Science Fair Project Encyclopedia
Uncle Tom is a pejorative term for a black person who is obsequiously servile to white authority, eager to win the approval of white people, or who rubber stamps white supremacist notions about the inherent superority of whites and its corollary—the inherent inferiority of blacks. "Uncle Toms" are perceived to take the side of whites when there is an injustice against blacks. The term Uncle Tom comes from the title character of white author Harriet Beecher Stowe's novel Uncle Tom's Cabin.
The book's Uncle Tom demonstrates an honorable grace and dignity, his story of suffering being similar to that of Job, from the Bible. Tom is pitying of Simon Legree, for Legree's fearful enslavement to his wickedness; despite his wealth, he is poor in spirit by comparison to faithful, old Tom. Most blacks, however, object to Tom's passivity, willing subservience and complete lack of outrage at his enslavement, and to Stowe's paternalism in the portrayal of the loyal, patient, long-suffering Tom. They view the author's prose as patronizing, condescending, stereotypical, and emasculating. The depiction of Tom in the popular stage version of the novel also was greatly influential in popular perception of Tom as a servile, white-haired, shuffling slave who was grateful to his master.
Essentially, the accusation of being an Uncle Tom or Tomming questions the accused person's integrity, or courage, or both. The implication is that the person is demeaning him- or herself or acting against the interests of blacks, generally, for their own personal benefit, out of fear, or simply because they have been brainwashed to be complicit in their own oppression. A "Tom" can be someone judged to be insufficiently outraged by, or inadequately engaged in opposition against, a status quo of white privilege and black disadvantage. Sometimes, the term is applied to individuals who simply are perceived, rightly or wrongly, as being needlessly accommodating of whites.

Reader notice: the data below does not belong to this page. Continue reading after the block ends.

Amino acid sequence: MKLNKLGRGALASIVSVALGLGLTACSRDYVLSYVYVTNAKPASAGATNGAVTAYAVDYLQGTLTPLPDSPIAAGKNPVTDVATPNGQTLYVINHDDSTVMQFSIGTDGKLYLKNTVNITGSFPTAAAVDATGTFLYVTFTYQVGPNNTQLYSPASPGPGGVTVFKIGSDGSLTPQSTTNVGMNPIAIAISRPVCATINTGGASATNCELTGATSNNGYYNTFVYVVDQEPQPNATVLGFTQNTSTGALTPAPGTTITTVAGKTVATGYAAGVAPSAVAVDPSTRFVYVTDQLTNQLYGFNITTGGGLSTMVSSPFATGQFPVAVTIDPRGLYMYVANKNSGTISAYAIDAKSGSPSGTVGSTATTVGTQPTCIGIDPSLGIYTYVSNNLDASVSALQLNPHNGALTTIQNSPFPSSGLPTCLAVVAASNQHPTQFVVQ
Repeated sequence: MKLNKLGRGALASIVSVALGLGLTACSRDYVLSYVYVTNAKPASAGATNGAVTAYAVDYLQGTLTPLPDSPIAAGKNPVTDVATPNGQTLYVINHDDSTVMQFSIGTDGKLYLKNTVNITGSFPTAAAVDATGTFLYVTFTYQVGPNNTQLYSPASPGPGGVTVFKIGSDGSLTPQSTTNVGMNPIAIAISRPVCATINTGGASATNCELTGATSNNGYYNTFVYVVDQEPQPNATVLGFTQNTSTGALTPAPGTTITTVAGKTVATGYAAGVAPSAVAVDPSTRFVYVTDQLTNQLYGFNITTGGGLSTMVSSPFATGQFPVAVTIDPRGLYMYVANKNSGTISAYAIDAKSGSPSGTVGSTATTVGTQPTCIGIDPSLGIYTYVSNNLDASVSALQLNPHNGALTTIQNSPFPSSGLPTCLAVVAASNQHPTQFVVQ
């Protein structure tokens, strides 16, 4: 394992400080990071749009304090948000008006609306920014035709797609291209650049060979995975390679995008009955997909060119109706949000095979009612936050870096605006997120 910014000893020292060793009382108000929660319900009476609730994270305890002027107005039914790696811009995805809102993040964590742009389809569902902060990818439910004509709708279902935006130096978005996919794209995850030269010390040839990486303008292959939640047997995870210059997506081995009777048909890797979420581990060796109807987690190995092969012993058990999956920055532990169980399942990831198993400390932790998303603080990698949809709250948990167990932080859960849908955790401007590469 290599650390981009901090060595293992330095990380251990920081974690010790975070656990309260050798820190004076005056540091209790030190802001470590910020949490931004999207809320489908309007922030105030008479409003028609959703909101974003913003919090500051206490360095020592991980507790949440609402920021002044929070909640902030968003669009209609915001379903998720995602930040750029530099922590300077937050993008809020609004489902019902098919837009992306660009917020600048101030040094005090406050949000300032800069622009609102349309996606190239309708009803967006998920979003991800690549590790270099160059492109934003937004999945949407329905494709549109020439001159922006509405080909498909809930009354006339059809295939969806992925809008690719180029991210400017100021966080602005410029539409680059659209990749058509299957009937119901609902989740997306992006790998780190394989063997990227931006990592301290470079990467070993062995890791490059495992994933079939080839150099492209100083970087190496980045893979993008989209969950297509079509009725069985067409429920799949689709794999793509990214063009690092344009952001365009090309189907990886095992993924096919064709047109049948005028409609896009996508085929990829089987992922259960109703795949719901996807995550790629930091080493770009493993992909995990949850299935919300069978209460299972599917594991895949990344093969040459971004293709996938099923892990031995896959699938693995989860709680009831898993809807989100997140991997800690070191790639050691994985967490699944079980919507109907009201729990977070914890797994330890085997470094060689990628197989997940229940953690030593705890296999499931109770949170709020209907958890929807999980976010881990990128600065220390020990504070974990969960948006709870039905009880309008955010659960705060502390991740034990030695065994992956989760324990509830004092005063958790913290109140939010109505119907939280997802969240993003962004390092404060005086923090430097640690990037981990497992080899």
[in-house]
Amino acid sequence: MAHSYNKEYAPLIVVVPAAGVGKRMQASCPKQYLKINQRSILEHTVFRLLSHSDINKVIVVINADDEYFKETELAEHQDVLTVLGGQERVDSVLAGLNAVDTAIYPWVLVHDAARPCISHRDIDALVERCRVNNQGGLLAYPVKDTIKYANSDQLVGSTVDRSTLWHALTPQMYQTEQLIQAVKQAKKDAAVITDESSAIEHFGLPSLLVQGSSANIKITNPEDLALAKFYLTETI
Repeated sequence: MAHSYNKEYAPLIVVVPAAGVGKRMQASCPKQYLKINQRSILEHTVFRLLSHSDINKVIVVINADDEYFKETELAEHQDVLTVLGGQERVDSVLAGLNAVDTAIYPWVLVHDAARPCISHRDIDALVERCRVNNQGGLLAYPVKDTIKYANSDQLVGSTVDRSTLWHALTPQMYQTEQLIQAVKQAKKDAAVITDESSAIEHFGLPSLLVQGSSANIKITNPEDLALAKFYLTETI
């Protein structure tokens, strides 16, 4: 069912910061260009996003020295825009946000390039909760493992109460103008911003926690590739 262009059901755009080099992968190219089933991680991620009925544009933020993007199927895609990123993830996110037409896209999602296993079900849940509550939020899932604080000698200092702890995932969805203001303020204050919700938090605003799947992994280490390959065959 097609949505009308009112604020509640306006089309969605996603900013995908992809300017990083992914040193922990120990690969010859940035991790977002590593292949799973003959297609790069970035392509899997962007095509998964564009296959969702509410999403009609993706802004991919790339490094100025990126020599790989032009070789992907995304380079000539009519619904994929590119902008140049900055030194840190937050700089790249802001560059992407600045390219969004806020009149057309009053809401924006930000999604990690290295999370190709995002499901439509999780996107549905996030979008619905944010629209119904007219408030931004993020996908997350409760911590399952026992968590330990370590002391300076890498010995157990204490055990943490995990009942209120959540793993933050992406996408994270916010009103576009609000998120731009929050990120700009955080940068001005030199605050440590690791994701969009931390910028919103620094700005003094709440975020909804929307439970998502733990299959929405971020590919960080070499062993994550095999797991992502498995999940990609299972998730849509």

During slavery, Tomming could be a cunning subterfuge. White masters often gave well-liked and trusted slaves coveted, less physically demanding duties to perform. "Faithful" bondsmen and women also tended to be watched less closely, allowing them opportunities to escape to freedom or engage in clandestine acts of defiance. A Tomming fieldhand who had been bullwhipped might set a field afire or destroy farm implements. An outwardly compliant cook whose husband or children had been sold away from her might burn down the cookhouse or exact a slow and agonizing death from her master by poisoning his food with finely ground glass or other harmful substances.
Slaves also often calculatingly pandered to white supremacist assumptions about blacks. The self-referential use of the word "nigger" to their own advantage was a typical, self-deprecatory artifice of Tomming. Implicit in taking on such a label was the unspoken reminder to whites that a presumed inherently morally or intellectually inferior person or subhuman could not reasonably be held responsible for work performed incorrectly, an "accidental" fire in the smokehouse, or any other similar occurrence. Tomming effectively could enable someone to dodge personal responsibility for sometimes blatant insubordination or perceived incompetence and allow them to escape completely the wrath of an overseer or master. Acting in a dimwitted manner was another effective device, which also helped put whites at ease. Stepin Fetchit, the 1940's on-screen persona of comedic actor Lincoln Perry, was the quintessential Uncle Tom. Whites often assumed that a black person who thought of himself as a "nigger," who apparently willingly accepted his subordinate status, or who was simple-minded, posed no threat to white authority.
This practice of masking defiance or rage with acquiescence, civility and even obtuseness continues today. As in years past, Tomming can be a means of appropriating and preserving a degree of private autonomy in the face of social prejudice and institutionalized racism, an act of subversion -- or even an over-the-top, satirical or mocking response to race prejudice.
Sometimes, women who Tom are called Aunt Jemima after the popular pancake mix that long depicted a kerchief-headed family cook of that name.
- Osofsky, Gilbert, ed. (1969). Puttin' On Ole Massa: The Slave Narratives of Henry Bibb, William Wells Brown, and Solomon Northup. Harper & Row.
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